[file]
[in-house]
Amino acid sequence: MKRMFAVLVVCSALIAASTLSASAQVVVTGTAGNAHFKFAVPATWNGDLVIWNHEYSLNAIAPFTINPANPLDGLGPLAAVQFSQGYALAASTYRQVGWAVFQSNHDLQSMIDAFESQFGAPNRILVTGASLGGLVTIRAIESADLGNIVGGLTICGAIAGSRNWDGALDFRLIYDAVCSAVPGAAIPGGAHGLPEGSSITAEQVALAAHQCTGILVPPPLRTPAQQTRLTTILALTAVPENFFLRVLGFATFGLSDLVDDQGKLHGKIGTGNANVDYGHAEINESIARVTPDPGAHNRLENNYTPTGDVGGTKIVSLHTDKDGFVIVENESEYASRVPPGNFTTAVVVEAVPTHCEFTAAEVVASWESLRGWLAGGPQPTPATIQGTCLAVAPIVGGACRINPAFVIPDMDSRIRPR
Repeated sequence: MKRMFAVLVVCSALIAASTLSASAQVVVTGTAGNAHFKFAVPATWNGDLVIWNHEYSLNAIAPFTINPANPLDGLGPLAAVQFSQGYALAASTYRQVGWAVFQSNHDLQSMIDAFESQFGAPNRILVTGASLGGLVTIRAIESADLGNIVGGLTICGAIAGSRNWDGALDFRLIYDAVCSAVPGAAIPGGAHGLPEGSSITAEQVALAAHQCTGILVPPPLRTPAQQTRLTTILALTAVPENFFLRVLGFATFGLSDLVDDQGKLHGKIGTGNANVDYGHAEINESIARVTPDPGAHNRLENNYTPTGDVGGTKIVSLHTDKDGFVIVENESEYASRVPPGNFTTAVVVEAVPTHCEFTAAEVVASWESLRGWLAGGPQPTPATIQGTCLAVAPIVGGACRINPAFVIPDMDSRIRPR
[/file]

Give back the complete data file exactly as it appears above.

[in-house]
Amino acid sequence: MKRMFAVLVVCSALIAASTLSASAQVVVTGTAGNAHFKFAVPATWNGDLVIWNHEYSLNAIAPFTINPANPLDGLGPLAAVQFSQGYALAASTYRQVGWAVFQSNHDLQSMIDAFESQFGAPNRILVTGASLGGLVTIRAIESADLGNIVGGLTICGAIAGSRNWDGALDFRLIYDAVCSAVPGAAIPGGAHGLPEGSSITAEQVALAAHQCTGILVPPPLRTPAQQTRLTTILALTAVPENFFLRVLGFATFGLSDLVDDQGKLHGKIGTGNANVDYGHAEINESIARVTPDPGAHNRLENNYTPTGDVGGTKIVSLHTDKDGFVIVENESEYASRVPPGNFTTAVVVEAVPTHCEFTAAEVVASWESLRGWLAGGPQPTPATIQGTCLAVAPIVGGACRINPAFVIPDMDSRIRPR
Repeated sequence: MKRMFAVLVVCSALIAASTLSASAQVVVTGTAGNAHFKFAVPATWNGDLVIWNHEYSLNAIAPFTINPANPLDGLGPLAAVQFSQGYALAASTYRQVGWAVFQSNHDLQSMIDAFESQFGAPNRILVTGASLGGLVTIRAIESADLGNIVGGLTICGAIAGSRNWDGALDFRLIYDAVCSAVPGAAIPGGAHGLPEGSSITAEQVALAAHQCTGILVPPPLRTPAQQTRLTTILALTAVPENFFLRVLGFATFGLSDLVDDQGKLHGKIGTGNANVDYGHAEINESIARVTPDPGAHNRLENNYTPTGDVGGTKIVSLHTDKDGFVIVENESEYASRVPPGNFTTAVVVEAVPTHCEFTAAEVVASWESLRGWLAGGPQPTPATIQGTCLAVAPIVGGACRINPAFVIPDMDSRIRPR